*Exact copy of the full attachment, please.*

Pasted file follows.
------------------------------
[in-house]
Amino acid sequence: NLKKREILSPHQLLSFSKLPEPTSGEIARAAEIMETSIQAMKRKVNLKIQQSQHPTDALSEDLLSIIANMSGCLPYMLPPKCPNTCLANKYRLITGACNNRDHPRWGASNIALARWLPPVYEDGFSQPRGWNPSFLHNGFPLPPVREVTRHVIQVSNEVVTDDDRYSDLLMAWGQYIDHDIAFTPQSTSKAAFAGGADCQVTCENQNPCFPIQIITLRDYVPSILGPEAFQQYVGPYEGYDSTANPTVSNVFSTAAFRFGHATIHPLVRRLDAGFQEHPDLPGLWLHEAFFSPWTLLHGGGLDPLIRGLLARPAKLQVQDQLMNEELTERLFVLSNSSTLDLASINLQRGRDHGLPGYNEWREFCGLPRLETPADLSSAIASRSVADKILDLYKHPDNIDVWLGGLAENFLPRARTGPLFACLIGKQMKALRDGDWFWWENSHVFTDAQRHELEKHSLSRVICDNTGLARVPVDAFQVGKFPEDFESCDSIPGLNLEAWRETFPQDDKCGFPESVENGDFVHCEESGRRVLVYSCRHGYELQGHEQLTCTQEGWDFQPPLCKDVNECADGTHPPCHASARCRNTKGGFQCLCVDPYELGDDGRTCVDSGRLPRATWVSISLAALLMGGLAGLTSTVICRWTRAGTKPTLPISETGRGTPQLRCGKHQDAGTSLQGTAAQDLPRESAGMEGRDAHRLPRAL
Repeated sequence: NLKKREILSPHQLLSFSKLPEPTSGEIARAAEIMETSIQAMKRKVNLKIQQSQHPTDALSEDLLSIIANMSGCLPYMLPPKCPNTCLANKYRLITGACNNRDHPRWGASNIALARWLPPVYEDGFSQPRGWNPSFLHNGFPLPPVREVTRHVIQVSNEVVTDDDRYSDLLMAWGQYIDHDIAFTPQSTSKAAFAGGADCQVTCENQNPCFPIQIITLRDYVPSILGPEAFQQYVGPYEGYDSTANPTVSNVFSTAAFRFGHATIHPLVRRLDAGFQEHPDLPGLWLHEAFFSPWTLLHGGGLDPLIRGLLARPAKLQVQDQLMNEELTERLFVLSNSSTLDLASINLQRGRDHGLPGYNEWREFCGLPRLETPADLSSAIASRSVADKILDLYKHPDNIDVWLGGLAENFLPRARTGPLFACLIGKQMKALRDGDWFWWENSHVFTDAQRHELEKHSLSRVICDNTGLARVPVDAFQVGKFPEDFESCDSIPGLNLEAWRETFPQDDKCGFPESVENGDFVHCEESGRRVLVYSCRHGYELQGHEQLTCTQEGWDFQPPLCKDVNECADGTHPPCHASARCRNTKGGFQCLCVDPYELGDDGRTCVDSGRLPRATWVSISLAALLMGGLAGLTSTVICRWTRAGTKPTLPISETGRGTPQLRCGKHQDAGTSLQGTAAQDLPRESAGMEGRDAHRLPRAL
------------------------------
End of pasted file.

[in-house]
Amino acid sequence: NLKKREILSPHQLLSFSKLPEPTSGEIARAAEIMETSIQAMKRKVNLKIQQSQHPTDALSEDLLSIIANMSGCLPYMLPPKCPNTCLANKYRLITGACNNRDHPRWGASNIALARWLPPVYEDGFSQPRGWNPSFLHNGFPLPPVREVTRHVIQVSNEVVTDDDRYSDLLMAWGQYIDHDIAFTPQSTSKAAFAGGADCQVTCENQNPCFPIQIITLRDYVPSILGPEAFQQYVGPYEGYDSTANPTVSNVFSTAAFRFGHATIHPLVRRLDAGFQEHPDLPGLWLHEAFFSPWTLLHGGGLDPLIRGLLARPAKLQVQDQLMNEELTERLFVLSNSSTLDLASINLQRGRDHGLPGYNEWREFCGLPRLETPADLSSAIASRSVADKILDLYKHPDNIDVWLGGLAENFLPRARTGPLFACLIGKQMKALRDGDWFWWENSHVFTDAQRHELEKHSLSRVICDNTGLARVPVDAFQVGKFPEDFESCDSIPGLNLEAWRETFPQDDKCGFPESVENGDFVHCEESGRRVLVYSCRHGYELQGHEQLTCTQEGWDFQPPLCKDVNECADGTHPPCHASARCRNTKGGFQCLCVDPYELGDDGRTCVDSGRLPRATWVSISLAALLMGGLAGLTSTVICRWTRAGTKPTLPISETGRGTPQLRCGKHQDAGTSLQGTAAQDLPRESAGMEGRDAHRLPRAL
Repeated sequence: NLKKREILSPHQLLSFSKLPEPTSGEIARAAEIMETSIQAMKRKVNLKIQQSQHPTDALSEDLLSIIANMSGCLPYMLPPKCPNTCLANKYRLITGACNNRDHPRWGASNIALARWLPPVYEDGFSQPRGWNPSFLHNGFPLPPVREVTRHVIQVSNEVVTDDDRYSDLLMAWGQYIDHDIAFTPQSTSKAAFAGGADCQVTCENQNPCFPIQIITLRDYVPSILGPEAFQQYVGPYEGYDSTANPTVSNVFSTAAFRFGHATIHPLVRRLDAGFQEHPDLPGLWLHEAFFSPWTLLHGGGLDPLIRGLLARPAKLQVQDQLMNEELTERLFVLSNSSTLDLASINLQRGRDHGLPGYNEWREFCGLPRLETPADLSSAIASRSVADKILDLYKHPDNIDVWLGGLAENFLPRARTGPLFACLIGKQMKALRDGDWFWWENSHVFTDAQRHELEKHSLSRVICDNTGLARVPVDAFQVGKFPEDFESCDSIPGLNLEAWRETFPQDDKCGFPESVENGDFVHCEESGRRVLVYSCRHGYELQGHEQLTCTQEGWDFQPPLCKDVNECADGTHPPCHASARCRNTKGGFQCLCVDPYELGDDGRTCVDSGRLPRATWVSISLAALLMGGLAGLTSTVICRWTRAGTKPTLPISETGRGTPQLRCGKHQDAGTSLQGTAAQDLPRESAGMEGRDAHRLPRAL